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快乐十分软件下载:Evolution of nitric oxide regulation of gut function
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In vertebrate digestive tracts, pyloric sphincters play an important role in controlling the passage of food from stomach to intestine. A major regulator of sphincter relaxation is nitric oxide (NO). However, it is unknown when and how this important means of control was acquired, in part because we lack information on how nonvertebrate deuterostome sphincters are regulated. Here, we show that a NO-dependent regulatory system is present in the pyloric sphincters of sea urchin larvae. Our data suggest that NO-dependent regulation of the pyloric sphincter was present in deuterostome stem groups, and the common deuterostome ancestor had endodermally derived cells that regulated gut function.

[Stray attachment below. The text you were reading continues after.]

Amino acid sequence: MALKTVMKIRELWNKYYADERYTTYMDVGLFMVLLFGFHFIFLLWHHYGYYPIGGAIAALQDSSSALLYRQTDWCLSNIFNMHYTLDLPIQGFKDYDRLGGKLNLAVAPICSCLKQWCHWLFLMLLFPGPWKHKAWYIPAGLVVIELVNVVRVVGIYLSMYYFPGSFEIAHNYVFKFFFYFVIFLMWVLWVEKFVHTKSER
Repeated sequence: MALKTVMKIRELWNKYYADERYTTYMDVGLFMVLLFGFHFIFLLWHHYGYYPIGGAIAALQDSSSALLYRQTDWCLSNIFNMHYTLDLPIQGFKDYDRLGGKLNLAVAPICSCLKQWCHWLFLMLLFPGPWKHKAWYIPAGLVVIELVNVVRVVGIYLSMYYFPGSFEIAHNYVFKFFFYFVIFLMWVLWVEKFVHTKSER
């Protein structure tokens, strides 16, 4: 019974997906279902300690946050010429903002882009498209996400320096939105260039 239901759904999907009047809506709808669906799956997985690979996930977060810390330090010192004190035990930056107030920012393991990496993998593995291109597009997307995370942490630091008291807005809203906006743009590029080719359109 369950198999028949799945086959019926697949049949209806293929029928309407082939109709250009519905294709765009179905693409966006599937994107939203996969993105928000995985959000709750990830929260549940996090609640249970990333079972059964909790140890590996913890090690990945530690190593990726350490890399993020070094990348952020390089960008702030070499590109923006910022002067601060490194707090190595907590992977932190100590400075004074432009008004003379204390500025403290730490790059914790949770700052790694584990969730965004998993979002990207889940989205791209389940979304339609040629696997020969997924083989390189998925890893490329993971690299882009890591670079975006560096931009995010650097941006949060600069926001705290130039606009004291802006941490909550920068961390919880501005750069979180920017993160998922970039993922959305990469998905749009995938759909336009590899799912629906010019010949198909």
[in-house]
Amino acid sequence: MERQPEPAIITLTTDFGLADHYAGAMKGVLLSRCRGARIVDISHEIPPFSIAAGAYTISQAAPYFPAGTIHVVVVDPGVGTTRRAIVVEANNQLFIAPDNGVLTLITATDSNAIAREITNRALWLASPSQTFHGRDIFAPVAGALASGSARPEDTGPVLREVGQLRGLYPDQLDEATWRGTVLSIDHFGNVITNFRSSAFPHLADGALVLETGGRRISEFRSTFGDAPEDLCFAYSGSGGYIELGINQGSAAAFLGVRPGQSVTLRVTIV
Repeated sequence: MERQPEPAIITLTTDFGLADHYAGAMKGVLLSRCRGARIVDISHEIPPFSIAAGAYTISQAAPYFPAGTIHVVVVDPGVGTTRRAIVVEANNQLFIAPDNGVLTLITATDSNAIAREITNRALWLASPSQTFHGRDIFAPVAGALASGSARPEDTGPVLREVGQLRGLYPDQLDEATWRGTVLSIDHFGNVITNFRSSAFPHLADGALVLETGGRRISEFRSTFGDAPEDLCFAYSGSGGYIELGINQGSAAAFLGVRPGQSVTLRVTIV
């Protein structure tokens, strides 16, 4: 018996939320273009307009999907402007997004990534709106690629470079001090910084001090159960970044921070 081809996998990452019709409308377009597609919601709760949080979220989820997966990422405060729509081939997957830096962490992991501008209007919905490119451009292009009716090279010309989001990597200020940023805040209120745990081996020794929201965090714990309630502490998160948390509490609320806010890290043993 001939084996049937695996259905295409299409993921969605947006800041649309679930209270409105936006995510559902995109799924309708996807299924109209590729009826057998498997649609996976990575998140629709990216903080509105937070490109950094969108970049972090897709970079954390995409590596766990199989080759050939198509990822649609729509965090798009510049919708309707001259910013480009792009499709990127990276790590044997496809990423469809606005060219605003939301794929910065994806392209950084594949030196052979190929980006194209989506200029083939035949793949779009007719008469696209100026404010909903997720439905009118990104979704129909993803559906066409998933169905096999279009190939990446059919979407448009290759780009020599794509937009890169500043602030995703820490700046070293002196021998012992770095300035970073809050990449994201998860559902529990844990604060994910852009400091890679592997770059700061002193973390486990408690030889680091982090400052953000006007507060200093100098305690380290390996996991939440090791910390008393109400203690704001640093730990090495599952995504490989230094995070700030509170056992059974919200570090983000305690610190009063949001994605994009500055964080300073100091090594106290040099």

Although morphologies are diverse, the common pattern in bilaterians is for passage of food in the gut to be controlled by nerves and endodermally derived neuron-like cells. In vertebrates, nitric oxide (NO) derived from enteric nerves controls relaxation of the pyloric sphincter. Here, we show that in the larvae of sea urchins, there are endoderm-derived neuronal nitric oxide synthase (nNOS)-positive cells expressing pan-neural marker, Synaptotagmin-B (SynB), in sphincters and that NO regulates the relaxation of the pyloric sphincter. Our results indicate that NO-dependent pylorus regulation is a shared feature within the deuterostomes, and we speculate that it was a characteristic of stem deuterostomes.
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Author contributions: J.Y. and S.Y. designed research, performed research, analyzed data, and wrote the paper.
The authors declare no conflict of interest.
This article is a PNAS Direct Submission.
This article contains supporting information online at www.pnas.org/lookup/suppl/doi:10.1073/pnas.1816973116/-/DCSupplemental.
Published under the PNAS license.